According to WebMD's Healthy Dogs Guide, excessive barking in dogs can be traced to anxiety, boredom or excitement. Additionally, dogs will often respond to other dogs barking within the vicinity. More barking than usual can be a sign of attention-seeking behavior, though it's important to note that certain breeds bark more than others and have been bred to be vocal.
Dogs with anxiety bark with high-pitched vocals; this type of barking is generally rooted in separation anxiety, as are destructive behavior, pacing and depression. Attention-seeking barks are normally whiny and often sound like a child craving to be noticed. Boredom-based barks occur out of a place of loneliness or excess energy; some bored dogs bark just to hear their own voices. Compulsive barkers display the same type of behavior; other signs they exhibit include running in circles or along fencing.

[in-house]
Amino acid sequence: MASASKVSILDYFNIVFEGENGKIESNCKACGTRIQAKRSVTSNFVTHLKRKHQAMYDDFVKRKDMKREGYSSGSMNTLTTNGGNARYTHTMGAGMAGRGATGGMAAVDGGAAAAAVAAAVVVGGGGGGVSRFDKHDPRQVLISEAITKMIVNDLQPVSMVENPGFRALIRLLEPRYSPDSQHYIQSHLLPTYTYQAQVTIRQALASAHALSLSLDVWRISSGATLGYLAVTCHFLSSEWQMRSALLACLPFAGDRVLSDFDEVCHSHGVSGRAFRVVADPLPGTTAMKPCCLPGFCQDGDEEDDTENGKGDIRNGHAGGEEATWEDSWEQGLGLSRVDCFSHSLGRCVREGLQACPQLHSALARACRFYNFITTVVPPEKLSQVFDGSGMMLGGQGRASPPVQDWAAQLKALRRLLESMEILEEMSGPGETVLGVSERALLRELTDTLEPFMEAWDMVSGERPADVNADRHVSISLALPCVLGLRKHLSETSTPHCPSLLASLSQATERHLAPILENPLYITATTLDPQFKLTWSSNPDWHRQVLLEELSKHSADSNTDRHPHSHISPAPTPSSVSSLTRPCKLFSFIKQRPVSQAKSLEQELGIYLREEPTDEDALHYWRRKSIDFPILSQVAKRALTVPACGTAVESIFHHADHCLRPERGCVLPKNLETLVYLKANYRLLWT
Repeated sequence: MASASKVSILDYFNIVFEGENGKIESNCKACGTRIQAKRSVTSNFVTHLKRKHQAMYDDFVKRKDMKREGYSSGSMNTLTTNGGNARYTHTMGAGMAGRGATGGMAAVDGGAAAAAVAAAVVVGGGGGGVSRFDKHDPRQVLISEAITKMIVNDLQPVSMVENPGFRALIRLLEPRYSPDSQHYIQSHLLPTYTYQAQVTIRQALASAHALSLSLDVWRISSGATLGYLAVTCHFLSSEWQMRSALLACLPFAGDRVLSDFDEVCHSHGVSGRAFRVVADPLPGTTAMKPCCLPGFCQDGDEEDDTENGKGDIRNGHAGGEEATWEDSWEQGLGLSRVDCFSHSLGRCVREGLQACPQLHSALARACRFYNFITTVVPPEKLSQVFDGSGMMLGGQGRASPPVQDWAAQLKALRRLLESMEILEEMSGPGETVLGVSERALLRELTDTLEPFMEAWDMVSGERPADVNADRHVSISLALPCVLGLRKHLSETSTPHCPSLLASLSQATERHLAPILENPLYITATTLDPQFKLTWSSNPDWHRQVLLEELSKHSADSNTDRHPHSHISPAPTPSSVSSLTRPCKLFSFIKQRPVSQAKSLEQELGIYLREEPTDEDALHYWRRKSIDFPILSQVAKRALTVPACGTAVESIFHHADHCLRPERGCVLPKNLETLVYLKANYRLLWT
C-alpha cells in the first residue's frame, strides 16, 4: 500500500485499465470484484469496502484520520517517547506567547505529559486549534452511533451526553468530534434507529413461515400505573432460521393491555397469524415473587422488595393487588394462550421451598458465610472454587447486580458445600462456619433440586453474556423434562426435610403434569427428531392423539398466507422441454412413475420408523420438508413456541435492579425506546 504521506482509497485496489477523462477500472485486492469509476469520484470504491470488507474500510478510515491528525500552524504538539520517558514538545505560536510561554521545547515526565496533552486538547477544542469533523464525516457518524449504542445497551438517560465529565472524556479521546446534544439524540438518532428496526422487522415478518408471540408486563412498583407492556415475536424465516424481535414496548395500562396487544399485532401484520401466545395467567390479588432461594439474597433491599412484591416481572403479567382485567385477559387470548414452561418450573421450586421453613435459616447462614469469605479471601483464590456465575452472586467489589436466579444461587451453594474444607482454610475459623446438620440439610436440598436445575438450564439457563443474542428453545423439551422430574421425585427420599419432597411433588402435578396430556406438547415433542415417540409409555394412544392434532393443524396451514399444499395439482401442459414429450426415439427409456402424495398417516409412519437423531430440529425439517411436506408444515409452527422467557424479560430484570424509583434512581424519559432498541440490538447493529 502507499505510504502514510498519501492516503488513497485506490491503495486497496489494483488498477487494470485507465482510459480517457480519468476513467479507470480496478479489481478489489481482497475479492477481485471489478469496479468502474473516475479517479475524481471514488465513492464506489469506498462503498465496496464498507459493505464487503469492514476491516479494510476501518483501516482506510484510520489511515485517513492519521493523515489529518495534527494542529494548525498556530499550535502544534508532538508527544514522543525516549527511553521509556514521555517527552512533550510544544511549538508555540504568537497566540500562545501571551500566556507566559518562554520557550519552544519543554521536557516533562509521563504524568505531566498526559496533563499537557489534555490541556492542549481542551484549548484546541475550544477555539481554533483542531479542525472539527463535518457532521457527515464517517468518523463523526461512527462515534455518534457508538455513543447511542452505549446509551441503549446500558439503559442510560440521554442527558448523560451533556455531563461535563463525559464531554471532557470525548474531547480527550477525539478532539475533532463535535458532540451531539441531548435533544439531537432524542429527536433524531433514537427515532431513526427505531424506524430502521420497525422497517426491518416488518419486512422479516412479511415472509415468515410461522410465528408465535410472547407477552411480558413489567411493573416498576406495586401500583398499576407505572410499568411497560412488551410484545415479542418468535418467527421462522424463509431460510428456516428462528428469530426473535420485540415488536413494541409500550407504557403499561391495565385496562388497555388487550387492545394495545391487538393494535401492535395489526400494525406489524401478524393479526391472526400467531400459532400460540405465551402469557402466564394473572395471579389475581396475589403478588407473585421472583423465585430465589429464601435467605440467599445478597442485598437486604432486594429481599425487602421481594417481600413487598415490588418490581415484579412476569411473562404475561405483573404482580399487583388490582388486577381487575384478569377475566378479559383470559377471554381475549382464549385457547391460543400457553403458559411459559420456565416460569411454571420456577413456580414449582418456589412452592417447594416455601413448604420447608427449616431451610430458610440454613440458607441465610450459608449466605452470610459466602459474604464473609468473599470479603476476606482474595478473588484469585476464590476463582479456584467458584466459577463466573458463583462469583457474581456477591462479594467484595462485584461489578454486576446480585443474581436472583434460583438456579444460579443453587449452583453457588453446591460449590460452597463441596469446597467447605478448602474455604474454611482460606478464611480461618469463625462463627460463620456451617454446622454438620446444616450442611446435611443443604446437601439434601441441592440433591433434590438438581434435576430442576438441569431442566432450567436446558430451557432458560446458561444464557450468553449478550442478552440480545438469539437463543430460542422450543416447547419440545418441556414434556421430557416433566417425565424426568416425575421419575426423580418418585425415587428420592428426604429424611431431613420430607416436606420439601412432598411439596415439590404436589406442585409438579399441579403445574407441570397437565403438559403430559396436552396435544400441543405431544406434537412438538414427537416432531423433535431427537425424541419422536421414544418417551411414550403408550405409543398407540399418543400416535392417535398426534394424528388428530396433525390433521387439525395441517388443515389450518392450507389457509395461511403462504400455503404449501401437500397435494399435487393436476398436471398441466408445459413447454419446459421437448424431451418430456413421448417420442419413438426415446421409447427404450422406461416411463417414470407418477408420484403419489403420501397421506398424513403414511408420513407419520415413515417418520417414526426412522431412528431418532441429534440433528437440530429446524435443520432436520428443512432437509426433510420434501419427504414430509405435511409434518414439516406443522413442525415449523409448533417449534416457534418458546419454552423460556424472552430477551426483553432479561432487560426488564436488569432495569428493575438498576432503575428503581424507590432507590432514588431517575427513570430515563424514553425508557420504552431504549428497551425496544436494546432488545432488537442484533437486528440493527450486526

A territorial dog barks when a person or another dog approaches its territory. If the intruder comes closer, the dog barks louder and becomes aggressive against the perceived threat. This form of barking can serve as a warning when a strange person or animal is approaching. Puppies and younger dogs bark too much when they are happy or greeting someone, and these barks usually have a friendly tone and a musical tinge. Immoderate barking can be remedied with measures such as training and spending time with the animal.